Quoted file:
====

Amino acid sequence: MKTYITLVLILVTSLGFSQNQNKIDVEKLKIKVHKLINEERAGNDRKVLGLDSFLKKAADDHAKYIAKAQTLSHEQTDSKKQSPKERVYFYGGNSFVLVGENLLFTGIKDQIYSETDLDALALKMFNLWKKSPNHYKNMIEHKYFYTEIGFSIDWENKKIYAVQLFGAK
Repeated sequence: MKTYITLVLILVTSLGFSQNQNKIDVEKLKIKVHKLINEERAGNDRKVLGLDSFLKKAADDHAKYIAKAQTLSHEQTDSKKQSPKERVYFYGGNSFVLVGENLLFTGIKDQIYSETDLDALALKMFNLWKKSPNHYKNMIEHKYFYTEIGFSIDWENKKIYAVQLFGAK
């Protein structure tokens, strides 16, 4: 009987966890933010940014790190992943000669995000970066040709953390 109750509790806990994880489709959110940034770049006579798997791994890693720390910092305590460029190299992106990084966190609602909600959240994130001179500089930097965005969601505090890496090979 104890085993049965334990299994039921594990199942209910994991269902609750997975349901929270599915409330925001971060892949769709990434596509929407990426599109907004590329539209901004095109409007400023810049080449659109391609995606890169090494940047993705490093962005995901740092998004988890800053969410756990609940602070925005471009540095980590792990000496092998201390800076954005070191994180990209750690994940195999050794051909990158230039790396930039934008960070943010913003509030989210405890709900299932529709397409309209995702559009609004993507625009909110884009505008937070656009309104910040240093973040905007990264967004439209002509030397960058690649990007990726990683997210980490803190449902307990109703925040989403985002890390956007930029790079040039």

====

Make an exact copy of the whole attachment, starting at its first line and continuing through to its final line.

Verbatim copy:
Amino acid sequence: MKTYITLVLILVTSLGFSQNQNKIDVEKLKIKVHKLINEERAGNDRKVLGLDSFLKKAADDHAKYIAKAQTLSHEQTDSKKQSPKERVYFYGGNSFVLVGENLLFTGIKDQIYSETDLDALALKMFNLWKKSPNHYKNMIEHKYFYTEIGFSIDWENKKIYAVQLFGAK
Repeated sequence: MKTYITLVLILVTSLGFSQNQNKIDVEKLKIKVHKLINEERAGNDRKVLGLDSFLKKAADDHAKYIAKAQTLSHEQTDSKKQSPKERVYFYGGNSFVLVGENLLFTGIKDQIYSETDLDALALKMFNLWKKSPNHYKNMIEHKYFYTEIGFSIDWENKKIYAVQLFGAK
């Protein structure tokens, strides 16, 4: 009987966890933010940014790190992943000669995000970066040709953390 109750509790806990994880489709959110940034770049006579798997791994890693720390910092305590460029190299992106990084966190609602909600959240994130001179500089930097965005969601505090890496090979 104890085993049965334990299994039921594990199942209910994991269902609750997975349901929270599915409330925001971060892949769709990434596509929407990426599109907004590329539209901004095109409007400023810049080449659109391609995606890169090494940047993705490093962005995901740092998004988890800053969410756990609940602070925005471009540095980590792990000496092998201390800076954005070191994180990209750690994940195999050794051909990158230039790396930039934008960070943010913003509030989210405890709900299932529709397409309209995702559009609004993507625009909110884009505008937070656009309104910040240093973040905007990264967004439209002509030397960058690649990007990726990683997210980490803190449902307990109703925040989403985002890390956007930029790079040039």